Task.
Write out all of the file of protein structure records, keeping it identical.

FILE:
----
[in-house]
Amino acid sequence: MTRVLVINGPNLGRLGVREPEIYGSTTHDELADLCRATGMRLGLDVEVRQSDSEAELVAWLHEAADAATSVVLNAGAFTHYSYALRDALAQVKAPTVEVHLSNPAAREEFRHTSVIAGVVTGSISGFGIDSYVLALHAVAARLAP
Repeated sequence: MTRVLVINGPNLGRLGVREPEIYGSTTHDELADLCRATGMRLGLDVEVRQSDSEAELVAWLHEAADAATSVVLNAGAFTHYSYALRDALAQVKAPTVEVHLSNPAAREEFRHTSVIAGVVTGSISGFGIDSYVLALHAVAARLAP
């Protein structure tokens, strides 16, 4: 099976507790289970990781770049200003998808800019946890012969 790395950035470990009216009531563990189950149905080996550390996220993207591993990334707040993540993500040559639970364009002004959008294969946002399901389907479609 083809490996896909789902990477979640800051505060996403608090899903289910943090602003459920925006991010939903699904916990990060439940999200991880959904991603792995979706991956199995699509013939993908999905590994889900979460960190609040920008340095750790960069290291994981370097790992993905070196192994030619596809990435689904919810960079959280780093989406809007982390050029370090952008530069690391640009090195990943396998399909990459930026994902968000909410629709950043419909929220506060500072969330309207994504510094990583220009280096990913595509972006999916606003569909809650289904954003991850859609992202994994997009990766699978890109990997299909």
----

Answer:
[in-house]
Amino acid sequence: MTRVLVINGPNLGRLGVREPEIYGSTTHDELADLCRATGMRLGLDVEVRQSDSEAELVAWLHEAADAATSVVLNAGAFTHYSYALRDALAQVKAPTVEVHLSNPAAREEFRHTSVIAGVVTGSISGFGIDSYVLALHAVAARLAP
Repeated sequence: MTRVLVINGPNLGRLGVREPEIYGSTTHDELADLCRATGMRLGLDVEVRQSDSEAELVAWLHEAADAATSVVLNAGAFTHYSYALRDALAQVKAPTVEVHLSNPAAREEFRHTSVIAGVVTGSISGFGIDSYVLALHAVAARLAP
């Protein structure tokens, strides 16, 4: 099976507790289970990781770049200003998808800019946890012969 790395950035470990009216009531563990189950149905080996550390996220993207591993990334707040993540993500040559639970364009002004959008294969946002399901389907479609 083809490996896909789902990477979640800051505060996403608090899903289910943090602003459920925006991010939903699904916990990060439940999200991880959904991603792995979706991956199995699509013939993908999905590994889900979460960190609040920008340095750790960069290291994981370097790992993905070196192994030619596809990435689904919810960079959280780093989406809007982390050029370090952008530069690391640009090195990943396998399909990459930026994902968000909410629709950043419909929220506060500072969330309207994504510094990583220009280096990913595509972006999916606003569909809650289904954003991850859609992202994994997009990766699978890109990997299909």